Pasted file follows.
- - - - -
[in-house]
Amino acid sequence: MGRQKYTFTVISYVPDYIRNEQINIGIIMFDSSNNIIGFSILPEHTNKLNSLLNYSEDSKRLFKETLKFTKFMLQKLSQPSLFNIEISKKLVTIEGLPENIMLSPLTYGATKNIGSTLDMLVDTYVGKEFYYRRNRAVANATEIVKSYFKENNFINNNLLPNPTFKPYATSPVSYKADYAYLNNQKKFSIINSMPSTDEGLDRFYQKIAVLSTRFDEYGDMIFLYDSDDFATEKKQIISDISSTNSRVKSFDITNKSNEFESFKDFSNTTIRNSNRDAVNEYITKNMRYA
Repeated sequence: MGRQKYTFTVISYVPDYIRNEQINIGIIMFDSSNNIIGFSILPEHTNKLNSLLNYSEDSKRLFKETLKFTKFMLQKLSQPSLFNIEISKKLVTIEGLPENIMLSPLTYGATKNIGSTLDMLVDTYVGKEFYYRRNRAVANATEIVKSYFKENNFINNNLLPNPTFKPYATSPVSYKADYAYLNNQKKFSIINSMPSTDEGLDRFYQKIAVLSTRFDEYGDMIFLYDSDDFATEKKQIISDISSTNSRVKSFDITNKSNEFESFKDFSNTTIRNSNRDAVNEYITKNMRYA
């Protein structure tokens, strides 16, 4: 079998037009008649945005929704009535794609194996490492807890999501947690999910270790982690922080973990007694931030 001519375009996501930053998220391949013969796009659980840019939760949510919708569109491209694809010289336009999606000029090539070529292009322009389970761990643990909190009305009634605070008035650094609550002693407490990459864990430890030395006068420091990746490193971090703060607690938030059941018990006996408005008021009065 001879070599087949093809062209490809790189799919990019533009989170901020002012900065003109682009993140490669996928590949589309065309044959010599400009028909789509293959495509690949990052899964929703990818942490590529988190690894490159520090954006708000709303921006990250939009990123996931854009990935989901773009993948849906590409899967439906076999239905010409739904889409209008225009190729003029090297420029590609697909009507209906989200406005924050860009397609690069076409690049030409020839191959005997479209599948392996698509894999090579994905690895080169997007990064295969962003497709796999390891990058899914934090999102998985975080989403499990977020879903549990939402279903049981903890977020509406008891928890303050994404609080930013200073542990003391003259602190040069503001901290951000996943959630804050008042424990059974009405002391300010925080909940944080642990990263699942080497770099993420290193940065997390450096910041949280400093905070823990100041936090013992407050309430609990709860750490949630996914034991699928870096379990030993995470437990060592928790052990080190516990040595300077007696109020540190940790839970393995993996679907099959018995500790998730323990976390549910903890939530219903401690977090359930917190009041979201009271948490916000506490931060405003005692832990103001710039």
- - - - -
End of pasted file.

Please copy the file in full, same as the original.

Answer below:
[in-house]
Amino acid sequence: MGRQKYTFTVISYVPDYIRNEQINIGIIMFDSSNNIIGFSILPEHTNKLNSLLNYSEDSKRLFKETLKFTKFMLQKLSQPSLFNIEISKKLVTIEGLPENIMLSPLTYGATKNIGSTLDMLVDTYVGKEFYYRRNRAVANATEIVKSYFKENNFINNNLLPNPTFKPYATSPVSYKADYAYLNNQKKFSIINSMPSTDEGLDRFYQKIAVLSTRFDEYGDMIFLYDSDDFATEKKQIISDISSTNSRVKSFDITNKSNEFESFKDFSNTTIRNSNRDAVNEYITKNMRYA
Repeated sequence: MGRQKYTFTVISYVPDYIRNEQINIGIIMFDSSNNIIGFSILPEHTNKLNSLLNYSEDSKRLFKETLKFTKFMLQKLSQPSLFNIEISKKLVTIEGLPENIMLSPLTYGATKNIGSTLDMLVDTYVGKEFYYRRNRAVANATEIVKSYFKENNFINNNLLPNPTFKPYATSPVSYKADYAYLNNQKKFSIINSMPSTDEGLDRFYQKIAVLSTRFDEYGDMIFLYDSDDFATEKKQIISDISSTNSRVKSFDITNKSNEFESFKDFSNTTIRNSNRDAVNEYITKNMRYA
């Protein structure tokens, strides 16, 4: 079998037009008649945005929704009535794609194996490492807890999501947690999910270790982690922080973990007694931030 001519375009996501930053998220391949013969796009659980840019939760949510919708569109491209694809010289336009999606000029090539070529292009322009389970761990643990909190009305009634605070008035650094609550002693407490990459864990430890030395006068420091990746490193971090703060607690938030059941018990006996408005008021009065 001879070599087949093809062209490809790189799919990019533009989170901020002012900065003109682009993140490669996928590949589309065309044959010599400009028909789509293959495509690949990052899964929703990818942490590529988190690894490159520090954006708000709303921006990250939009990123996931854009990935989901773009993948849906590409899967439906076999239905010409739904889409209008225009190729003029090297420029590609697909009507209906989200406005924050860009397609690069076409690049030409020839191959005997479209599948392996698509894999090579994905690895080169997007990064295969962003497709796999390891990058899914934090999102998985975080989403499990977020879903549990939402279903049981903890977020509406008891928890303050994404609080930013200073542990003391003259602190040069503001901290951000996943959630804050008042424990059974009405002391300010925080909940944080642990990263699942080497770099993420290193940065997390450096910041949280400093905070823990100041936090013992407050309430609990709860750490949630996914034991699928870096379990030993995470437990060592928790052990080190516990040595300077007696109020540190940790839970393995993996679907099959018995500790998730323990976390549910903890939530219903401690977090359930917190009041979201009271948490916000506490931060405003005692832990103001710039």